CWWR: Your Armies of Light Are Thoroughly Uninspiring, Part Two

(Part One Here)

Welcome, fellow writers (and readers, mayhaps?) to part two of my writing advice for better high-fantasy armies. We’re currently standing amidst a canvas sea; you’ve seen its like often enough, no need to describe the tents themselves. There are no camp followers because this isn’t that kind of fantasy army. Instead, please stand clear of the Quartermaster Corps’ bustle, armies march on their stomachs and this is quite a large army.

Don’t look in on the healers’ tents; the mages are drained, the herbalists are out of poultices, and shot and ball do harm to make a crossbow weep. The surgeons have leaned too much on the others in the past, so best not watch.

Ah, here we are! A company mess tent. Rather empty today, only seventy or eighty where there are benches for two hundred.

You may notice Deinhard, with his gruesome burns, shattered nose and left eye socket rebuilt from arcane steel, is refusing even to look at you. This is because Deinhard has survived long enough  to see his unit suffer 300% casualties for this war, and he is completely certain you will be joining that dreary percentage on the morrow. Don’t take it personally, this happens quite commonly to soldiers who aren’t fighting The Last Battle (For Real This Time, the Prophecy Says So) to save the world of Tropesia.

Deinhard is still here. Deinhard does not need a peppy young queen to inspire him, or lofty promises for a triumphant victory which fly against reality’s blood-spattered leer. Deinhard endures because after everything he’s seen, everything he’s done, everyone he’s lost, he refuses to let it all be for nothing.

You may be starting to think Deinhard is unrelatable, and that’s no fault of yours. An obnoxious heaping of speculative fiction advice has lied so hard about what constitutes relatability for so long that most of us have ended up believing it. What happens to you, my fellow humans, when you’re down? Who picks you up when you feel like you can’t go on? Do you get a hyper-inspiring speech from a friend who would definitely die for you, most likely a biddable one who also happens to be a love interest?

Alright, fine, if you’ve got a good romance going then you probably do. Lucky schwein (no offense). Or more accurately, you do sometimes. Because even if you have a wonderful partner, a lot of the time it comes down to you, and you alone, pulling the will to move forward from a reserve you never knew existed. There is no last desperate push, no final victory. Your life is a blanket woven sometimes from finest gossamer, sometimes from rough cotton and all too often from rusty, serrated steel-fibers.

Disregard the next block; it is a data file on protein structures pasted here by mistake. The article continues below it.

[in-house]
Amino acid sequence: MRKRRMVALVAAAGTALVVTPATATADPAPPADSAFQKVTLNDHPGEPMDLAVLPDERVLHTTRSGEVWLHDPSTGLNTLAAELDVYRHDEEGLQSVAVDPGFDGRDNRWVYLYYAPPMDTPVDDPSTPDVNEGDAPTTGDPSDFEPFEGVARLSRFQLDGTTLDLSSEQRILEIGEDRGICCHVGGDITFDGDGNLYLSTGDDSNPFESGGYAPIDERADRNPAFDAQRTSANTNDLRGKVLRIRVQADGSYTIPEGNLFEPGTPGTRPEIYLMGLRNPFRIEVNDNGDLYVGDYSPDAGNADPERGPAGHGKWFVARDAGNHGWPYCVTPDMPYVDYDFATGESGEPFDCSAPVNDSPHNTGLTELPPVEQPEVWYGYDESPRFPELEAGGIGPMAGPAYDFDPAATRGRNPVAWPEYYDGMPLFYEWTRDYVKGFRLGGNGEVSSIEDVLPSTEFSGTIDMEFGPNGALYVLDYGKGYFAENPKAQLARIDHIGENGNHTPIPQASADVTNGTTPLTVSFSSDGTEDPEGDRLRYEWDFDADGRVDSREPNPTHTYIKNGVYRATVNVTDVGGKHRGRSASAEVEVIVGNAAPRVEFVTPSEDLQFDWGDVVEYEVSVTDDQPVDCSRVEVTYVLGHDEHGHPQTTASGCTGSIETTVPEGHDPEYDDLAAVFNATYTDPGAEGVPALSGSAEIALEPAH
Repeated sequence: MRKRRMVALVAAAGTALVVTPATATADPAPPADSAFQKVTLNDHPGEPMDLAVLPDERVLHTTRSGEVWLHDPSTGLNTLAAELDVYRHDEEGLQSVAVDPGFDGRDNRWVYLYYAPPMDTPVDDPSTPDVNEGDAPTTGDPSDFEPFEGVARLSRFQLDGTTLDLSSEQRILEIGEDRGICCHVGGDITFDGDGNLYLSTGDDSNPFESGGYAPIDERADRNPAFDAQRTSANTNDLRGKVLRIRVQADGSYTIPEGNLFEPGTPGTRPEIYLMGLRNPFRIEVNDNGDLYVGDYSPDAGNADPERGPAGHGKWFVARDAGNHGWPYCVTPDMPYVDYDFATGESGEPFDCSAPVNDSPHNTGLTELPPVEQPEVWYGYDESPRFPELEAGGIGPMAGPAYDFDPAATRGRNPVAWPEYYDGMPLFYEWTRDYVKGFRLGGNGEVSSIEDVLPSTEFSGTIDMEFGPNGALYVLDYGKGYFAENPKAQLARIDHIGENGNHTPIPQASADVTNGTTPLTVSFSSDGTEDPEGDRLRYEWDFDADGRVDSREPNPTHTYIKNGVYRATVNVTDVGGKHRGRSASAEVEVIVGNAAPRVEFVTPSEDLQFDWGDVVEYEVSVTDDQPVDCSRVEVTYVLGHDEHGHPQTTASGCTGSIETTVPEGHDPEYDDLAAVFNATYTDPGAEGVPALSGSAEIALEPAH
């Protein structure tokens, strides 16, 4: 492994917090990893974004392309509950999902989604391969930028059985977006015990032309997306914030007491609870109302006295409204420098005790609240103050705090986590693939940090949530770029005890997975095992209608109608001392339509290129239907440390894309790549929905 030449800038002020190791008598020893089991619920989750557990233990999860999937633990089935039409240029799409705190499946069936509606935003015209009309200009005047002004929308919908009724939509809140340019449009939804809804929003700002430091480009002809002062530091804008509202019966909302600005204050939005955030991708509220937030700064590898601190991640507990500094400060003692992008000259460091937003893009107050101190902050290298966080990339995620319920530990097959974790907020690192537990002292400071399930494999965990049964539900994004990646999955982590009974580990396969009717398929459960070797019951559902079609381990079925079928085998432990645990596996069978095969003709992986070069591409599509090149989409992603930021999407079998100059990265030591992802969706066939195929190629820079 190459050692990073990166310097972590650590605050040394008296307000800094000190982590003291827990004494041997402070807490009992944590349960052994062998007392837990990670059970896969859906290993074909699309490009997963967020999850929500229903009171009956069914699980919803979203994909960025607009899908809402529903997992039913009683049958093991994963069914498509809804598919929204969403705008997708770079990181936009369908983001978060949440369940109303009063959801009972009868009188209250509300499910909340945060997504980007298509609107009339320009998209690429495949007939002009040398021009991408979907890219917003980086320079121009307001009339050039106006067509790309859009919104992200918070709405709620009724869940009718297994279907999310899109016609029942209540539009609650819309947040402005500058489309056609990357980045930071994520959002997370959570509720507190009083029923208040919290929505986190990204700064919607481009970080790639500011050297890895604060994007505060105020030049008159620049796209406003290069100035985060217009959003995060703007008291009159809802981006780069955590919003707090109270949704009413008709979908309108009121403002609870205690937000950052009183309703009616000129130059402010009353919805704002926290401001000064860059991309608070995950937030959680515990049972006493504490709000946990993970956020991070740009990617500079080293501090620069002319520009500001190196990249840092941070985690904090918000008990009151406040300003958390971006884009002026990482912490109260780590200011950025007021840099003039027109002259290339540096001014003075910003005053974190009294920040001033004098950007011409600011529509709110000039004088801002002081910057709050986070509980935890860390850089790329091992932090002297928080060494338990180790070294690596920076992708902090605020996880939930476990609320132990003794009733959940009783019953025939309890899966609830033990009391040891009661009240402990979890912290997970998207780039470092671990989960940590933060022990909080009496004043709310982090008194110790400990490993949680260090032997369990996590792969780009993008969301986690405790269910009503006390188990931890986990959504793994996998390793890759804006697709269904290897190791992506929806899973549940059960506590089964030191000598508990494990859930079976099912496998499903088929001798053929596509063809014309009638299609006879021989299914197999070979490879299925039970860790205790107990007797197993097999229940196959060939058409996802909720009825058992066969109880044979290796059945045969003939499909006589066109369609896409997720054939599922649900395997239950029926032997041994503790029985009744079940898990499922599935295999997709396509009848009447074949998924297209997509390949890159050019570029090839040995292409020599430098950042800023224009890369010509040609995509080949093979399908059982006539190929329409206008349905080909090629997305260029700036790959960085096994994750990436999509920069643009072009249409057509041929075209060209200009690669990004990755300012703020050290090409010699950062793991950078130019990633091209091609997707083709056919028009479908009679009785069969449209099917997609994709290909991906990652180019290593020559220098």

Are you seeing my point? On the dark days when you push forward anyhow, you are your own Deinhard. You’re a real person, and most real people don’t get (unjustifiably) godlike heroes dropping from the sky to pick us up; we have to pick ourselves up. For that moment, you become the grim, towering old soldier in his fading uniform coat and scarified bandoliers.

Let’s flip this around: most high-fantasy good-guy armies function as unmotivated everypeople who exist primarily as a platform for the author to show how fucking cool their heroes are. These are the very last kind of people you should want fighting against any kind of ancient evil. Okay, fine, it’s a literary device, I get that, but think about the worldbuilding and thematic implications here. You have reduced tens of thousands or hundreds of thousands or even millions of sapient beings into (largely) helpless props so that you can establish how vital the main characters are.

So instead of doing that, consider this: an army always has its own identity. Armies happen to be pretty damn big, though, so you’re best advised to start with smaller, famous or infamous units and flesh some of those out. Do that enough, and you’ll get a pretty good idea for the military culture of the country you’re working on.